Can a dead child's cross-stitch pendant find a missing nun? Is revenge possible in just 48 minutes? Can a killer be stopped before the rescuers are engulfed by a city ablaze? Who killed what the tide brought in? Can a soliloquizing gumshoe stay out of jail?
Exploring the facets of time, eleven authors delve into mysteries and crimes that linger in both dark corners and plain sight. Featuring the talents of Gwen Gardner, Rebecca M. Douglass, Tara Tyler, S. R. Betler, C.D. Gallant-King, Jemi Fraser, J. R. Ferguson, Yolanda Renée, C. Lee McKenzie, Christine Clemetson, and Mary Aalgaard.
Hand-picked by a panel of agents and authors, these eleven tales will take you on a thrilling ride into jeopardy and secrecy. Trail along, find the clues, and stay out of danger. Time is wasting…"


Are you a mystery fan? Do you belong to the ISWG? Do you like story collections? 

Friday, April 27, 2018

Back in Galicia, Spain!

Today I'm celebrating being back in Galicia Spain. It's hard to believe we left Sacramento two weeks ago, arriving on Saturday evening, April 14th (Spain time). Since arrival, we've had intermittent cold, warmth, bright sunny days, thunderstorms, sun again, wind . . .. Each day is an adventure in weather.

It's great to be back! We've been busy ever since, having lunches with friends, snacks with neighbors, visiting our closest neighbors Eva & Manolo often, walking to a nearby pueblo (about a mile or two away), going into Monforte de Lemos (the closest bigger town) to walk around and stop for a glass of wine at our favorite cafe-bar on the main plaza.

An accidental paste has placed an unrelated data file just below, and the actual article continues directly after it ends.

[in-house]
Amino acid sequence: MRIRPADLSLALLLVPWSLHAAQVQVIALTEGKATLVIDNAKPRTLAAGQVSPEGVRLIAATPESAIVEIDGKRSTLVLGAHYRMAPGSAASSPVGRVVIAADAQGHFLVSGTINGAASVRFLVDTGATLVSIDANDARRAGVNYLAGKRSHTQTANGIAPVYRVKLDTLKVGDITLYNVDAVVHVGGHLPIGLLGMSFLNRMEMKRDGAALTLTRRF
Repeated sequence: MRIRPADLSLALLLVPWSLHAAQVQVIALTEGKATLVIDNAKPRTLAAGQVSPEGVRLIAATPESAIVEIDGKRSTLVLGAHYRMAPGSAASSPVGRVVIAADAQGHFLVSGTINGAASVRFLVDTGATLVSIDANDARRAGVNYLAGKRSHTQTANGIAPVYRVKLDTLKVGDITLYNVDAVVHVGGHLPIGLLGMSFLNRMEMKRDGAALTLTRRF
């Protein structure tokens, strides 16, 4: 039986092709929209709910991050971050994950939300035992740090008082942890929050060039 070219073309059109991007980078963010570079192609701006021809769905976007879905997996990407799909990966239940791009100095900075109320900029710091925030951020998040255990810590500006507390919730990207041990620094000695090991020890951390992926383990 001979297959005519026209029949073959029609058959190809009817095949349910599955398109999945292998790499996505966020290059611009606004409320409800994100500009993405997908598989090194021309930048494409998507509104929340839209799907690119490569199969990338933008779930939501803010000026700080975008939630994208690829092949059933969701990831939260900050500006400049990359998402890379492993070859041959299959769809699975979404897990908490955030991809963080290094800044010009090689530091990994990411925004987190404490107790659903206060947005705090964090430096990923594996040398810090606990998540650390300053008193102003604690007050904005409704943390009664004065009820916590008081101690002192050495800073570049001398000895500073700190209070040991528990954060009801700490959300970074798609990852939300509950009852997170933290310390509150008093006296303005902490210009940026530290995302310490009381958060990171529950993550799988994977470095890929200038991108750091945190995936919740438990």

Above is a picture of our field that one of our neighbors, Miguel-Angel plants each year with potatoes. It was plowed like this last week with plans to plant on Monday, but a fierce thunderstorm struck on Sunday, so he had to wait until Wednesday. Here are some scenes from a walk we took to El Barrio, a small village that fringes the larger village of Tuiriz.

This is outside a small village
 called Santalla, taken from the road.
Nearing El Barrio. 
Somewhere along the way.

Meanwhile, below is a picture of the plaza in Monforte. It's like this all the time, filled with families enjoying coffee, lunch, beer or wine, pastries. Kids running about everywhere in glee. Babies being cooed over. And the rise and fall of voices in the beautiful Spanish language.
Outside a cafe-bar we like, Lienzo.

Because we have come here so often and for so long, we keep running into people we know in Monforte. It's almost like a homecoming. Our Spanish is decent enough that we can limp through conversations without too much trouble. In no way can I say we are fluent—we aren't by a long shot—but it's encouraging to at least understand most things and to be understood. (And the Spanish are encouraging. They patiently wait out our word searches.)

More pictures will be coming. Meanwhile, do you like to walk out in the country? In the park? What are some of your favorite walks?

Celebrate the Small Things  is a blog hop co-hosted by Lexa Cain at: Lexa Cain,  L.G. Keltner @ Writing Off The Edge , and Tonja Drecker @ Tidbits Blog(You can go to any of these sites to add your name to the links, if you want to participate.)